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Odd Wisconsin Archive

Beasts of the North


When the market for Wisconsin lumber exploded during the 1880s, many naive city boys flocked to logging camps in pursuit of wages. Spending their first winters in the remote wilderness, they were frightened by the tales of grizzled old veterans about the ferocious beasts that lurked in the depths of the forest.

One such creature was the Sidehill Dodger. Experienced loggers said that this animal lived only on the sides of hills, because one pair of its legs was shorter than the other. It could only travel in one direction around the hilltop, since it had to keep the short legs on the uphill side. Although this sounds ridiculous, the dodger was actually quite vicious. It was known to burrow into hillsides and jump out unexpectedly, scaring "many a lumberjack into fits." The Sidehill Dodger went extinct when the last female laid her eggs backwards. As they hatched, all the babies emerged with their short legs on the downhill side. They promptly rolled into the river below where they drowned.

Another ferocious enemy of lumberjacks was the Hide-Behind. This predator was never observed closely enough to be described, since "it was always hiding behind something, generally a tree trunk. Whichever way a man turned it was always behind him. From this position it sprang upon its human prey, dragged or carried the body to its lair, and there feasted on it in solid comfort."

The city boys also learned that every spring giant mosquitoes came out just as lumberjacks began floating the winter's harvest downriver. These were so large that some scientists classed them in the bird family. The veteran loggers claimed they were so big they could "straddle a stream and pick the passing lumberjacks off" as they rode logs downstream.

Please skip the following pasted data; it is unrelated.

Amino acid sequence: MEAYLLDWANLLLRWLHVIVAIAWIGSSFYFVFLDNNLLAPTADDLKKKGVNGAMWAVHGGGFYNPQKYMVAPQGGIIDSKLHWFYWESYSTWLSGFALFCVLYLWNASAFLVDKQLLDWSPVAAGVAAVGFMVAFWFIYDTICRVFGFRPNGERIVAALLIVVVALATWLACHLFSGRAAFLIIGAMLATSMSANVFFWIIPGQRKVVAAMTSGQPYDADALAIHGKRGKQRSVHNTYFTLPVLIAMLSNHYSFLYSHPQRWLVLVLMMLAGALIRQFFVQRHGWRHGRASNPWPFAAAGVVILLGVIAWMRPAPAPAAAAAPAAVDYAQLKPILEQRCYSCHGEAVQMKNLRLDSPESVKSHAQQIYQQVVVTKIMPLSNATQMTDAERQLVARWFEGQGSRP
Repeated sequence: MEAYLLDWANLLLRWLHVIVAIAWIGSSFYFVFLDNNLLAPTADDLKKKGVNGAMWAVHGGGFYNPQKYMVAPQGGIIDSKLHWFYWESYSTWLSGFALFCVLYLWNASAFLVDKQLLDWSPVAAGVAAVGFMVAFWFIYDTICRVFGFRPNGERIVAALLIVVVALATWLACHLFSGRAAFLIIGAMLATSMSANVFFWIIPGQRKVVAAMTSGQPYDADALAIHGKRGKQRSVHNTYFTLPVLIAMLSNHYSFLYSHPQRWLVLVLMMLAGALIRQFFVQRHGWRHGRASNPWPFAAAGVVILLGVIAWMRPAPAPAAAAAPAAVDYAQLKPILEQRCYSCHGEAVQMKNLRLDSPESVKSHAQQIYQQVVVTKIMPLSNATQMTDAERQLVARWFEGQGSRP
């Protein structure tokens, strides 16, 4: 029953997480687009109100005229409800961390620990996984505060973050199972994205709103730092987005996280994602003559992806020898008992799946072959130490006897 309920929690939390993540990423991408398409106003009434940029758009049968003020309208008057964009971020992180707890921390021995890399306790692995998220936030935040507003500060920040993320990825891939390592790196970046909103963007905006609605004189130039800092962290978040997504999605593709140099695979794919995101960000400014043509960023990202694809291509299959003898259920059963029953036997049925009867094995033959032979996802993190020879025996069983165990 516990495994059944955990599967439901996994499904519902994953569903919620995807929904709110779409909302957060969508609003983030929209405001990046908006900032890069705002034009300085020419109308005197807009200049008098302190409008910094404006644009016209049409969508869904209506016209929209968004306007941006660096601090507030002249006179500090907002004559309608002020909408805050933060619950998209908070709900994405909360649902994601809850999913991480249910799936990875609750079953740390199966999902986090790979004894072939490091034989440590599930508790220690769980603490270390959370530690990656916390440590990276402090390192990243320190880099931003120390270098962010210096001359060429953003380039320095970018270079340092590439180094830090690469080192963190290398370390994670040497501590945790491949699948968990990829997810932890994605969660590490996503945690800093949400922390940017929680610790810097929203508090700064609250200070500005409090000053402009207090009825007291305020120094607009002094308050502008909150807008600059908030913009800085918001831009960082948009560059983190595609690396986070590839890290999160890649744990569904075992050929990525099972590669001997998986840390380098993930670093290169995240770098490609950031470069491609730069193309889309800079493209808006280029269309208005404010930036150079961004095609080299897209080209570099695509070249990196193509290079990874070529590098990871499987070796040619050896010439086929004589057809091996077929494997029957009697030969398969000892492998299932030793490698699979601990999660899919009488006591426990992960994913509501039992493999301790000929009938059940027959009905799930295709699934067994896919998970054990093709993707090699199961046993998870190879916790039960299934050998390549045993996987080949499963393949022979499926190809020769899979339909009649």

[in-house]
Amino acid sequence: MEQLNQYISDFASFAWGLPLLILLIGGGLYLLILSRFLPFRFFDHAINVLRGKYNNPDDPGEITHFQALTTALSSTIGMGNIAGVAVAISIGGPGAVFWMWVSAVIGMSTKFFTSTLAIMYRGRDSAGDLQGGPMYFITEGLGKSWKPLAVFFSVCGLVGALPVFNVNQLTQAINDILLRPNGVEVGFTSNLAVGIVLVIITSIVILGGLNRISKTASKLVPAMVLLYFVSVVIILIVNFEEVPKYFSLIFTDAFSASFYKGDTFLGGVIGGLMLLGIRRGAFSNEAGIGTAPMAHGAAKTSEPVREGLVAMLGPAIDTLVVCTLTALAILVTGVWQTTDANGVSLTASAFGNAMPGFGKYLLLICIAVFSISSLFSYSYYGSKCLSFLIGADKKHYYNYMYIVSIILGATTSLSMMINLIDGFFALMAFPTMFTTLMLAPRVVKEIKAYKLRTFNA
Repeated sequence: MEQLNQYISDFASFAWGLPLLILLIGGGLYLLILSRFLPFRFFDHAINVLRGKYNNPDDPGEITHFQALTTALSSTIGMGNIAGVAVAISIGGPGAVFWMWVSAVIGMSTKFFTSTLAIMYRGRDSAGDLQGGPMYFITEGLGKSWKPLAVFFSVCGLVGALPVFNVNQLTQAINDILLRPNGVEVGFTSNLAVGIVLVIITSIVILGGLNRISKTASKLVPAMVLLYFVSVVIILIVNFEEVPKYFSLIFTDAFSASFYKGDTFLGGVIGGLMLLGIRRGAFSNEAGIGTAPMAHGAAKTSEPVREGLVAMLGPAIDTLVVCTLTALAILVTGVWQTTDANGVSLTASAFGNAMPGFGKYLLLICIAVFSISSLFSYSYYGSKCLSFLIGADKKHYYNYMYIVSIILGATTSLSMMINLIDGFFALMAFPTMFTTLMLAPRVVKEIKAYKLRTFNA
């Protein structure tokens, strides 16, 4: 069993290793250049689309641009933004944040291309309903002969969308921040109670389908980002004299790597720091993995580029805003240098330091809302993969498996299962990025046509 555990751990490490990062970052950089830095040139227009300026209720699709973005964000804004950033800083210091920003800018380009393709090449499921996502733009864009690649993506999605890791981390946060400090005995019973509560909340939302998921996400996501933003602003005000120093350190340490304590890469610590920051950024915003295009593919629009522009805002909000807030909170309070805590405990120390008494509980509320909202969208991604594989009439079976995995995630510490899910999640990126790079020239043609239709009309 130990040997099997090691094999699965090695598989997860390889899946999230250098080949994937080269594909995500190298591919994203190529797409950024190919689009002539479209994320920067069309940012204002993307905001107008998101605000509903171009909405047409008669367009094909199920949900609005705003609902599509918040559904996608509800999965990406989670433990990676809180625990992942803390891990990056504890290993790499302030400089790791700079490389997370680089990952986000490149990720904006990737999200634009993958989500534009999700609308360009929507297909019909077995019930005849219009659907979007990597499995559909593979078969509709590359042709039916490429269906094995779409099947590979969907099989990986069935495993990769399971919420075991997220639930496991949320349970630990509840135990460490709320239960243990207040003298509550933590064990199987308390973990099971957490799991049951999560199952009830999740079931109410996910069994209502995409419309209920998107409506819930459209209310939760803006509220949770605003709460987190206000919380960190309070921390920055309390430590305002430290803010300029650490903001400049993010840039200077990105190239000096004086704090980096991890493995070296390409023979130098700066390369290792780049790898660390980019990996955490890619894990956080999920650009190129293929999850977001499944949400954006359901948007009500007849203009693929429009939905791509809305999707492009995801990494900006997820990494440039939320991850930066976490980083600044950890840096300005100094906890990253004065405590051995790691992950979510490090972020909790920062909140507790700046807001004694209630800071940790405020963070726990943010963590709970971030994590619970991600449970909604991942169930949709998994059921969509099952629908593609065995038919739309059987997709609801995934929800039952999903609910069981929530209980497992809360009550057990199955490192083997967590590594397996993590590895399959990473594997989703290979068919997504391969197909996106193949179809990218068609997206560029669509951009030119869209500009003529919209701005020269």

Probably no northwoods predator struck as much fear into the hearts of novice loggers as the Hodag. Charles Brown, a collector of northwoods folklore, described it this way:

"The Black Hodag (Bovinus spiritualis) was discovered by E. S. "Gene" Shepard, a former well-known timber cruiser of Rhinelander, Wisconsin. Its haunts were in the dense swamps of that region. According to its discoverer, this fearful beast fed on mud turtles, water snakes and musk-rats, but it did not disdain human flesh... This ferocious beast had horns on its head, large bulging eyes, terrible horns and claws. A line of large sharp spikes ran down the ridge of its back and long tail." Shepard supposedly caught one live and exhibited at the Oneida County Fair in 1896.

To learn about other mythical beasts of the forest, see Brown's collection, "Paul Bunyan Natural History." And if you're reading this in your vacation cottage in Wisconsin's north country, be sure to lock your door tonight.


:: Posted in Curiosities on August 4, 2011
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